TPR helps us to understand how authoritarians and totalitarians think. If TPR is a principal value, with each person’s well-being thought to depend on everyone else’s proper participation, then it authorizes a kind of joint, though not necessarily absolute, ownership of everyone by everyone, which means, of course, by the government. One person’s conspicuous opting out of the romance really does damage the others’ interests….

TPR lives off coercion—which not only serves as a means of clamping down on discoordination, but also gives context for the sentiment coordination to be achieved….

[N]ested within the conventional view that government is not a mammoth apparatus of coercion is the tenet that society is an organization to which we belong. Either on the view that we constitute and control the government (“we are the government”) or on the view that by deciding to live in the polity we choose voluntarily to abide by the government’s rules (“no one is forcing you to stay here”), the social democrat holds that taxation and interventions such as a minimum wage law are not coercive. The government-rule structure, as they see it, is a matter of “social contract” persisting through time and binding on the complete collection of citizens. The implication is that the whole of society is a club, a collectively owned property, administered by the government…. [“The People’s Romance: Why People Love Government (as Much as They Do),” The Independent Review, v. X, n. 1, Summer 2005, pp. 5–37]

Which brings me to the “f” word: fascism. This is the core meaning of fascism:

Fascism is a system in which the government leaves nominal ownership of the means of production in the hands of private individuals but exercises control by means of regulatory legislation and reaps most of the profit by means of heavy taxation. In effect, fascism is simply a more subtle form of government ownership than is socialism. [Morris and Linda Tannehil, The Market for Liberty, p. 18]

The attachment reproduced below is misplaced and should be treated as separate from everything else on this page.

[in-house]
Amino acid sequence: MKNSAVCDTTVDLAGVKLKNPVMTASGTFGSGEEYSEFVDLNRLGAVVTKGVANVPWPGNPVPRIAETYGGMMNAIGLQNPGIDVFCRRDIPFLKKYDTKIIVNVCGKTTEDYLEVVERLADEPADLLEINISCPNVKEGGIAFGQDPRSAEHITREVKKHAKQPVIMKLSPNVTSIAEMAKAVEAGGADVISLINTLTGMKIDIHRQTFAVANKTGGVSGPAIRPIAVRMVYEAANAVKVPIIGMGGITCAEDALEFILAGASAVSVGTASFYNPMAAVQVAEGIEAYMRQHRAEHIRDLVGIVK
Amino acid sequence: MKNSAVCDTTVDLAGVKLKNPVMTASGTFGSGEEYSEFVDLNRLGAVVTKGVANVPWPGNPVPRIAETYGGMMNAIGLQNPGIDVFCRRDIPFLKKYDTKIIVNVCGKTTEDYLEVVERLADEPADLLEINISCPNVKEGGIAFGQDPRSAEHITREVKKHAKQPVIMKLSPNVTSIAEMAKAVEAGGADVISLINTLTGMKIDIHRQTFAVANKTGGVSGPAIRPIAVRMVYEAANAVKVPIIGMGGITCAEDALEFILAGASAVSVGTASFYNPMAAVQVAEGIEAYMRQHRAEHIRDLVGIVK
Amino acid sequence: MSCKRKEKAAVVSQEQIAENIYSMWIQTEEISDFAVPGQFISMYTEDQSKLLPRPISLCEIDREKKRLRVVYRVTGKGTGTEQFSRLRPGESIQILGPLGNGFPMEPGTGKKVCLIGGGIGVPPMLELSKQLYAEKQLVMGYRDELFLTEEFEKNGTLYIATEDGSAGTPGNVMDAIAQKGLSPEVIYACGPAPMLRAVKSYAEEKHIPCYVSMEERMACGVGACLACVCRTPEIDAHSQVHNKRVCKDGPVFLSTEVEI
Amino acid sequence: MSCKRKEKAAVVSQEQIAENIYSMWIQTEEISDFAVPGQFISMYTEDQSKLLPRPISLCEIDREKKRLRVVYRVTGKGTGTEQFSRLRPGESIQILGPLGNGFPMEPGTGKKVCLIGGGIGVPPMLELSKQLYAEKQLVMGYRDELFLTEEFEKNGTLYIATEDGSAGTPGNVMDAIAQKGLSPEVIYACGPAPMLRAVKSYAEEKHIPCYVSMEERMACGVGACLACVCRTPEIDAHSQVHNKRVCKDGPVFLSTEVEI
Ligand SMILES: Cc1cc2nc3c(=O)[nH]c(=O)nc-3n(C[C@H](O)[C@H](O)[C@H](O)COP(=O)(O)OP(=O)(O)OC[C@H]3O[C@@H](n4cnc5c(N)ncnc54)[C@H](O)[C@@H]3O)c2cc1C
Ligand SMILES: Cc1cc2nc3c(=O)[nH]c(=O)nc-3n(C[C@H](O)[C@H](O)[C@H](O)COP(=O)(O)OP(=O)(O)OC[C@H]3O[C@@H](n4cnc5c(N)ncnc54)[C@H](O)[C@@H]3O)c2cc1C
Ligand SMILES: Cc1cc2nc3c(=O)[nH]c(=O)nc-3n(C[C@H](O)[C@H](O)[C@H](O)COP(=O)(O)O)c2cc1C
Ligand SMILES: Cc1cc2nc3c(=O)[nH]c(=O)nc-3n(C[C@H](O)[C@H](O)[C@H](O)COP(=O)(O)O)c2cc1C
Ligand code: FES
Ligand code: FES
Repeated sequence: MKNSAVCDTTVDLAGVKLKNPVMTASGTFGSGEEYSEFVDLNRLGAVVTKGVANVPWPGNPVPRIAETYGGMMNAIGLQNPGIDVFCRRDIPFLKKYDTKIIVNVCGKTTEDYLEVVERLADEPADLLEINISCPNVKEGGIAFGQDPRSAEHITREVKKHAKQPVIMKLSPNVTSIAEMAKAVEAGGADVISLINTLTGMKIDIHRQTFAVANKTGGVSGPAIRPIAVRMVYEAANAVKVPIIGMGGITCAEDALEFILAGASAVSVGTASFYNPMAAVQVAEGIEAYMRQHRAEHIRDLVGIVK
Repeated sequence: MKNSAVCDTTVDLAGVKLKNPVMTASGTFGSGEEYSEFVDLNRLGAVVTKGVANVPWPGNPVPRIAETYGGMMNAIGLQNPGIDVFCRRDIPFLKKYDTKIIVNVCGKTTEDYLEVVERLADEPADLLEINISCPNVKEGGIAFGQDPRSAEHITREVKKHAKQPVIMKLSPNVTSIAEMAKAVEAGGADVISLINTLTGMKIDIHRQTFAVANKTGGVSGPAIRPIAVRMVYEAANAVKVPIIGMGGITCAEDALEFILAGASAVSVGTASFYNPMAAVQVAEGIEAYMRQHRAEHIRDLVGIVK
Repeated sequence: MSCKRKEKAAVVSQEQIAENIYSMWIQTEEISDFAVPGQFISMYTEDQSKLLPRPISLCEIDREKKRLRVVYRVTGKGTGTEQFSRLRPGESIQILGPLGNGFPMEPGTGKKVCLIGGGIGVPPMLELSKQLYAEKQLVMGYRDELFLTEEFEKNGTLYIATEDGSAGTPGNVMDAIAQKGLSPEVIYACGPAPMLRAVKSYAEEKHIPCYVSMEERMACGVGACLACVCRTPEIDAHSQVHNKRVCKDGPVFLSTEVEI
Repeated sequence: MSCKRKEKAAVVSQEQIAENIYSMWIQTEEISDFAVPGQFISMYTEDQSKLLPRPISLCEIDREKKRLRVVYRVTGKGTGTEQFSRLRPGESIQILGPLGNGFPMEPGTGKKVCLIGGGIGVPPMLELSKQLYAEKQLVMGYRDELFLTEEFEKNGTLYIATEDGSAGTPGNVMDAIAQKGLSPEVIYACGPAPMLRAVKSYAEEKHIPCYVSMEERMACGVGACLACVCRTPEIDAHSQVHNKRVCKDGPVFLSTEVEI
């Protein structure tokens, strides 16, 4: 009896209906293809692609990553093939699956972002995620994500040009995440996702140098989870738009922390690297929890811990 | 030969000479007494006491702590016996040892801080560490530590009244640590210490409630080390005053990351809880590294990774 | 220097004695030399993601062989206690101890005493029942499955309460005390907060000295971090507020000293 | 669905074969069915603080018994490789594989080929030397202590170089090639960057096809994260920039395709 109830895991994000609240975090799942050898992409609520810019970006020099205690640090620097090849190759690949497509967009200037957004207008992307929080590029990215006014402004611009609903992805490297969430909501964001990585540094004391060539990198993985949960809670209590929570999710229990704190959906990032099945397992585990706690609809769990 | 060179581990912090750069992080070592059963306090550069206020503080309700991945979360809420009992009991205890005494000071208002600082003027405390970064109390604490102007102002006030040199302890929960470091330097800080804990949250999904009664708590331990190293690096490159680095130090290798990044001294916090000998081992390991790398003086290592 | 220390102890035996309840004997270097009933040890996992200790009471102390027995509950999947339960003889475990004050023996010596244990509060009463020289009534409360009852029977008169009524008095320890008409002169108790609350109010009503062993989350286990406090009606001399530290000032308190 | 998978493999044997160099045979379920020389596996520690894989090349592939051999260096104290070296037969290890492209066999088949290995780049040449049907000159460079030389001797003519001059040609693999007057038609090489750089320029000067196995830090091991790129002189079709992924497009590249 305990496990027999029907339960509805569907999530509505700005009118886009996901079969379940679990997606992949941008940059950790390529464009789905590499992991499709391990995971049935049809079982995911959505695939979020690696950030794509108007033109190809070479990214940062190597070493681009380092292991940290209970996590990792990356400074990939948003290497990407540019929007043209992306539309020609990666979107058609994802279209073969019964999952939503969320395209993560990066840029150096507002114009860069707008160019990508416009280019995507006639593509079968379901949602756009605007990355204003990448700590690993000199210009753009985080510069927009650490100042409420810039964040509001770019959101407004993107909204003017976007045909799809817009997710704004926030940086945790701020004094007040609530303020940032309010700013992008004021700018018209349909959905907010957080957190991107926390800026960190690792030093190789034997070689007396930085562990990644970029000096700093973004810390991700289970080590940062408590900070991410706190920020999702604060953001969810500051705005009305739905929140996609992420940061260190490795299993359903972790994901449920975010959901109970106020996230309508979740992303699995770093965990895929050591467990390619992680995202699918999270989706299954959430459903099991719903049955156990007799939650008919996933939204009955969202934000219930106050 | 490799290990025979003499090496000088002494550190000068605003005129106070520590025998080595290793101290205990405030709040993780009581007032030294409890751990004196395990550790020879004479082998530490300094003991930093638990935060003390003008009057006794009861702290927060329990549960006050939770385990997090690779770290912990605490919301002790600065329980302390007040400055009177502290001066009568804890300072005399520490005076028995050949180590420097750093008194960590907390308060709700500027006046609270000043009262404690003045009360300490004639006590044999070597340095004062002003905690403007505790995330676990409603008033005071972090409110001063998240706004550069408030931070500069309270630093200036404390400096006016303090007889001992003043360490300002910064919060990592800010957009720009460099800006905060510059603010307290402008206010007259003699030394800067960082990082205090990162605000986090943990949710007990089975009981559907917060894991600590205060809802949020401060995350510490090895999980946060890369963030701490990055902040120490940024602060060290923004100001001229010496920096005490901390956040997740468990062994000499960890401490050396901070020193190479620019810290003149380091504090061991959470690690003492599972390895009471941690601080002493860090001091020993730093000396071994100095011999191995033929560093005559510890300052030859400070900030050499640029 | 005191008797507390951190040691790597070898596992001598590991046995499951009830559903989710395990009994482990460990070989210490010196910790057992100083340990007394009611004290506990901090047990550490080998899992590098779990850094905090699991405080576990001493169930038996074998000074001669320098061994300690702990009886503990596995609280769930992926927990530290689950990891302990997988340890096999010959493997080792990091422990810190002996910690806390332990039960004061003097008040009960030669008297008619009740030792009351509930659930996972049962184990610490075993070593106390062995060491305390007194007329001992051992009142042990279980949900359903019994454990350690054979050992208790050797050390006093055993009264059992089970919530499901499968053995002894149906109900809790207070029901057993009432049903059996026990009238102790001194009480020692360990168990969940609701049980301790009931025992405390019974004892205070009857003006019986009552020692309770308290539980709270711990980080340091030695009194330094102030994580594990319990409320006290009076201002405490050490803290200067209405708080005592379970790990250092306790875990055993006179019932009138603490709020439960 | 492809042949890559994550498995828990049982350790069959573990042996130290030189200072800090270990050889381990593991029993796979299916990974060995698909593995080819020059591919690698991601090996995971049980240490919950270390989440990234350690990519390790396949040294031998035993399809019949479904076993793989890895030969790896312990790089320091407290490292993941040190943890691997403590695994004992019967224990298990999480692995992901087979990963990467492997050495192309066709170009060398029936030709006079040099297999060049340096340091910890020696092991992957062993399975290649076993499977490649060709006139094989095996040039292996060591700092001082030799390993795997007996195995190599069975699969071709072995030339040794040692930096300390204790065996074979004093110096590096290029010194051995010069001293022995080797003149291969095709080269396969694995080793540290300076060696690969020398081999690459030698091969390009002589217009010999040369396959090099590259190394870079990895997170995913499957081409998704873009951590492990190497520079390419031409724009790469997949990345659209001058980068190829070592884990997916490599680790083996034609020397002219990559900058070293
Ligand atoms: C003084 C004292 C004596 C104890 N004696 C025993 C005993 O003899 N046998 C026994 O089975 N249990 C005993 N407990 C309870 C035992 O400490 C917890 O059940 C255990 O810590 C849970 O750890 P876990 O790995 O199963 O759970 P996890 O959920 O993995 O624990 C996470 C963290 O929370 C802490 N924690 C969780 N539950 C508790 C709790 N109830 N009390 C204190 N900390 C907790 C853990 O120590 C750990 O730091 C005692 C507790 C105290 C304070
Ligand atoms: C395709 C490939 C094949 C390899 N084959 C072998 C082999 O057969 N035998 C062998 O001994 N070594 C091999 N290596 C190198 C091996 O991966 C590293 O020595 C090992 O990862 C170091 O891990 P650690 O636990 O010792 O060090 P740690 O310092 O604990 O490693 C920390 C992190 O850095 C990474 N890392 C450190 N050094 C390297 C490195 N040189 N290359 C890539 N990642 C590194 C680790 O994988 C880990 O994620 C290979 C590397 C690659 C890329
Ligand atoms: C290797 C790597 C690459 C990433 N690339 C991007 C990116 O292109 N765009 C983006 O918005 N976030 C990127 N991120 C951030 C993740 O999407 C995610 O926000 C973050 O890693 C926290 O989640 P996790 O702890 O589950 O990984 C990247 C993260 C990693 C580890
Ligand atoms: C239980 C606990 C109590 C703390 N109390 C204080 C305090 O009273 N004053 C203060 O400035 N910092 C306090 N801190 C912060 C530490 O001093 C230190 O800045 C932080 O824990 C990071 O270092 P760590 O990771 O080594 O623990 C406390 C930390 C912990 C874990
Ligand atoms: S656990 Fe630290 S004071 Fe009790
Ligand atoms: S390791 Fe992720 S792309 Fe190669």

That is a proper definition of fascism. It is proper because it is devoid of the emotional baggage that the word carries because of its association with the (rightly) despised regimes of Hitler, Mussolini, and lesser figures of the past and present. (That Hitler’s party was the National Socialist German Workers’ Party — Nationalsozialistische Deutsche Arbeiterpartei — is an inconvenient fact, and therefore one that is ignored by the left.) Fascism is not — I repeat — not synonymous with such things as concentration camps and the Holocaust. Those were vile  aspects of Hitler’s regime, but they were not fascistic as such. But — and this is a big “but” — it is the lingering memory of concentration camps and the Holocaust that invests “fascism” with its emotional baggage.

The emotional baggage carried by “fascism” can be very useful to libertarians and conservatives who want to see the back of Obama and his crew of brown-shirts. Why? Because, the Tannehills’ definition of fascism fits Obama’s regime (and that of his spiritual predecessors) like a bespoke suit.

If only Romney could find copywriters who had the skills to connect Obama and fascism — subtly but convincingly.  The evidence is there, it’s just a matter of connecting the dots. The word “fascism” couldn’t be used, of course, because it’s a smear word, and its overt use would backfire. But the word could be implied by factually describing the thrust of Obama’s policies, then adding punchlines like these: “Policies that were disgraced long ago”; “Is this the America you want your grandchildren to inherit?”;  “Utopia comes at a high price.” The punch lines would be accompanied by newsreel clips that do not show Hitler, Nazis, or Nazi rallies, but which unmistakeably depict the Germany of the 1930s. Let viewers connect the dots.

Am I going too far in calling Obama a fascist? I think not. Fascism is simply another manifestation of The People’s Romance:

Notwithstanding the arguments of political scientists – who would distinguish fascism from other collectivist –isms such as communism, socialism, or national socialism (Nazism) – these distinctions are really irrelevant because all these forms of collectivism are equally pernicious to, and destructive of, individual rights and freedom. Leftists like to use the terms fascism or fascist as pejoratives because they naively believe that socialism is somehow less evil than collectivism of “the right” – that the murder of millions of people killed by Lenin and Stalin in the Soviet Union, by Mao in Red China, or by Pol Pot in communist Cambodia somehow was less evil than the murder of millions of people killed by Hitler’s regime in Nazi Germany or Mussolini’s regime in fascist Italy. Leftists have no legitimate claim on the truth, and neither do they have any monopoly on use of the terms fascism or fascist as pejoratives. [David N. Mayer, “2008: Prospects for Liberty,” MayerBlog, January 11, 2008]